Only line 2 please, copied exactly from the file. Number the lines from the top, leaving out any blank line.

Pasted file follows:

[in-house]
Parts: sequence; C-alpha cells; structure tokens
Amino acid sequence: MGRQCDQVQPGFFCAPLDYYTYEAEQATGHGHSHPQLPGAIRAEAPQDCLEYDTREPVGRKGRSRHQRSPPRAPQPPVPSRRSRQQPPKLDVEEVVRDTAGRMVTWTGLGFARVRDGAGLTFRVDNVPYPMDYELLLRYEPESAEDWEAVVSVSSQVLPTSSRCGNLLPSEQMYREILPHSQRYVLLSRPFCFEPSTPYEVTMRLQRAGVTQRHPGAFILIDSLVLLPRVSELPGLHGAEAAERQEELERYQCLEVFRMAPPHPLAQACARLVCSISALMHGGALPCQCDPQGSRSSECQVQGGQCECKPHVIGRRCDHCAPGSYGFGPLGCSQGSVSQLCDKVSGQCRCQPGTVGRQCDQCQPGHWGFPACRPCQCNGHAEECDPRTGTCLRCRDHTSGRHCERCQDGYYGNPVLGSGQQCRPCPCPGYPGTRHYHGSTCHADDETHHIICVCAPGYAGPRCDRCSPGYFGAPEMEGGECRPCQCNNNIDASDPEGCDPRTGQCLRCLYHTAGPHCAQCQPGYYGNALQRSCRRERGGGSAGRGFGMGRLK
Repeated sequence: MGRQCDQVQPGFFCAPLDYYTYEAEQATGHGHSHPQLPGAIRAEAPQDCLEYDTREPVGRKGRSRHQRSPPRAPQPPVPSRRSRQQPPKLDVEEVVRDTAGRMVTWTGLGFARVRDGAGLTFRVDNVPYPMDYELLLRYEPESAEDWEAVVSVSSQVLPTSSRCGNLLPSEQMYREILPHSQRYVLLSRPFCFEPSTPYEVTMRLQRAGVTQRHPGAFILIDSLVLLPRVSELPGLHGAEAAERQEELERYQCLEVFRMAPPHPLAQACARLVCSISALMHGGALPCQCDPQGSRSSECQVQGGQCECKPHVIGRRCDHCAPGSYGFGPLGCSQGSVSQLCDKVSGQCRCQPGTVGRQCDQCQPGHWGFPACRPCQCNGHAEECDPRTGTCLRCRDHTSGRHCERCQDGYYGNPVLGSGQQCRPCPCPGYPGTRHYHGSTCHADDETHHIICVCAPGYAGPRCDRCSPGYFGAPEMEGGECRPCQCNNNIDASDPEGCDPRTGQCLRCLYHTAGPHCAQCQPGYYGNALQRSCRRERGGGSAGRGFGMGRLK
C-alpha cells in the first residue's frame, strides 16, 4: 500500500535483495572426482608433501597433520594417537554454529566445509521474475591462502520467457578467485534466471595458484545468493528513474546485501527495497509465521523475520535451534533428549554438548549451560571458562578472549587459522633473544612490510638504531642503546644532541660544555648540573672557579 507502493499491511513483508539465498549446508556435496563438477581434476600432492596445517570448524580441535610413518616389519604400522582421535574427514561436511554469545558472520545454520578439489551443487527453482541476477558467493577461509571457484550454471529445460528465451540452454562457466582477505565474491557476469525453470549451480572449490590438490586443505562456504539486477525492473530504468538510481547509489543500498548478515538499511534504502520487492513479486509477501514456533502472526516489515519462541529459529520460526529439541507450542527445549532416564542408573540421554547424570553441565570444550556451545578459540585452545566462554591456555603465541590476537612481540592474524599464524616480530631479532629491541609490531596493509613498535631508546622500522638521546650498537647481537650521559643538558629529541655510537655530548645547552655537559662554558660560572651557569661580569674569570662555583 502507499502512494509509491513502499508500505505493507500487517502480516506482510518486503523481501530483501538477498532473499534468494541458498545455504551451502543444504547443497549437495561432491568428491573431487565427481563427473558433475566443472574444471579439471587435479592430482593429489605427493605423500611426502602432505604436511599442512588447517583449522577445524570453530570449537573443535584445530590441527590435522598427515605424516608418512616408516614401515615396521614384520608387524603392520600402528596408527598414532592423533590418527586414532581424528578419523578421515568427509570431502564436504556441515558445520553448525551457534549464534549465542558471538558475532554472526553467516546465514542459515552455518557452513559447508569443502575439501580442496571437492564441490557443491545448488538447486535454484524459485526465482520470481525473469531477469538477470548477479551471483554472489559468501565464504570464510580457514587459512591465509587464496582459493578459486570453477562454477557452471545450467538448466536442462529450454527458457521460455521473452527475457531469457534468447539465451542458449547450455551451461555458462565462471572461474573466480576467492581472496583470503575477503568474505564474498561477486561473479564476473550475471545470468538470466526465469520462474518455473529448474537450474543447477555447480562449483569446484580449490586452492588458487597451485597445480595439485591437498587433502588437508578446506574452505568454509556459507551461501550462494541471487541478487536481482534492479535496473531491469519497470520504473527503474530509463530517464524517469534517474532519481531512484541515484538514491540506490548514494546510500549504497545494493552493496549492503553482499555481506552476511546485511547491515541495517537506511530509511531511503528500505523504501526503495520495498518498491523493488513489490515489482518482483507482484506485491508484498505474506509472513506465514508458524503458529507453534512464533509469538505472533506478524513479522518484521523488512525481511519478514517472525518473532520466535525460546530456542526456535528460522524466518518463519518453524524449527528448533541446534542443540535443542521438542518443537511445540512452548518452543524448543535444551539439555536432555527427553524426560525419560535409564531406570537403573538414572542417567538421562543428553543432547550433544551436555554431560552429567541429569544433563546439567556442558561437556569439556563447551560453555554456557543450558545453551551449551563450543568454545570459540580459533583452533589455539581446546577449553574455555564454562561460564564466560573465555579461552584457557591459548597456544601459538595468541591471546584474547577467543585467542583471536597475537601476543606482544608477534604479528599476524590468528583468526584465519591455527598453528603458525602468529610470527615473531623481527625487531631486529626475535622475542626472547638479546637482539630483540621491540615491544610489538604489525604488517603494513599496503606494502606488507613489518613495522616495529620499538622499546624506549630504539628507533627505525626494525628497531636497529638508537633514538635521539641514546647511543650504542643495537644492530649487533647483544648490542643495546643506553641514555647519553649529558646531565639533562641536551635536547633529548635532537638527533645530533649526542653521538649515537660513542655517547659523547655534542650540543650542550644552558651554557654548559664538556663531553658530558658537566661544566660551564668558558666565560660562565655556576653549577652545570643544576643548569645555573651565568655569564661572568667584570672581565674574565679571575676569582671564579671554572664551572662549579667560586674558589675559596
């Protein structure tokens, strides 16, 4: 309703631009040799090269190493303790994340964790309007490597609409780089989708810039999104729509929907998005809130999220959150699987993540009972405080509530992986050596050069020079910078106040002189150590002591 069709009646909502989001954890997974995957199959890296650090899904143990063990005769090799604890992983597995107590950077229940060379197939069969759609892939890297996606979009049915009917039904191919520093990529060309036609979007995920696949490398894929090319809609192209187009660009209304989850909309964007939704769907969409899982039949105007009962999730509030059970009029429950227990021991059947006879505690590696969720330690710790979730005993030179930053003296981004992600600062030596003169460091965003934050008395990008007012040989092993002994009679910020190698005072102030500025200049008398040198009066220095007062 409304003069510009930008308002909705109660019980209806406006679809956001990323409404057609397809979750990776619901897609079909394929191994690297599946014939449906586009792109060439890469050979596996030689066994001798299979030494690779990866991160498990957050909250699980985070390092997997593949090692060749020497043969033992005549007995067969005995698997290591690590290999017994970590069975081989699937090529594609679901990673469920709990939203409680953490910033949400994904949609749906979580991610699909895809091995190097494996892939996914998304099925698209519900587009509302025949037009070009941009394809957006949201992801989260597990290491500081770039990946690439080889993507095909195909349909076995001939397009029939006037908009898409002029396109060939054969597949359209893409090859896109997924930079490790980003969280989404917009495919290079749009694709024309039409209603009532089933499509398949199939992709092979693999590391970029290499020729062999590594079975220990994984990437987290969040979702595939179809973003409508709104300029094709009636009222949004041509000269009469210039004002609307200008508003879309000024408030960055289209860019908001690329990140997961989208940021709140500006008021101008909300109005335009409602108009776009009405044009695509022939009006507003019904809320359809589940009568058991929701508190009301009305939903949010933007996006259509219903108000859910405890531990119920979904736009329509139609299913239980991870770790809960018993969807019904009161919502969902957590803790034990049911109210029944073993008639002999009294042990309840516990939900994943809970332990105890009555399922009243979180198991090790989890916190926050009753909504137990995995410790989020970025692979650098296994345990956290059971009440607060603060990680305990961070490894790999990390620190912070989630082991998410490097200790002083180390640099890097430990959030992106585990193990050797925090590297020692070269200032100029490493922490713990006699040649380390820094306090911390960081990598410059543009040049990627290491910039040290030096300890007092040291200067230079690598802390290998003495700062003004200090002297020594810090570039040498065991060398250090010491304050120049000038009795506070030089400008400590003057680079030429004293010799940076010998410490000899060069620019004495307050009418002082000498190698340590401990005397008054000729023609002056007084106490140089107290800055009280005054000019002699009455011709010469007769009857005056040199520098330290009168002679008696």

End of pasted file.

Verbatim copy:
Parts: sequence; C-alpha cells; structure tokens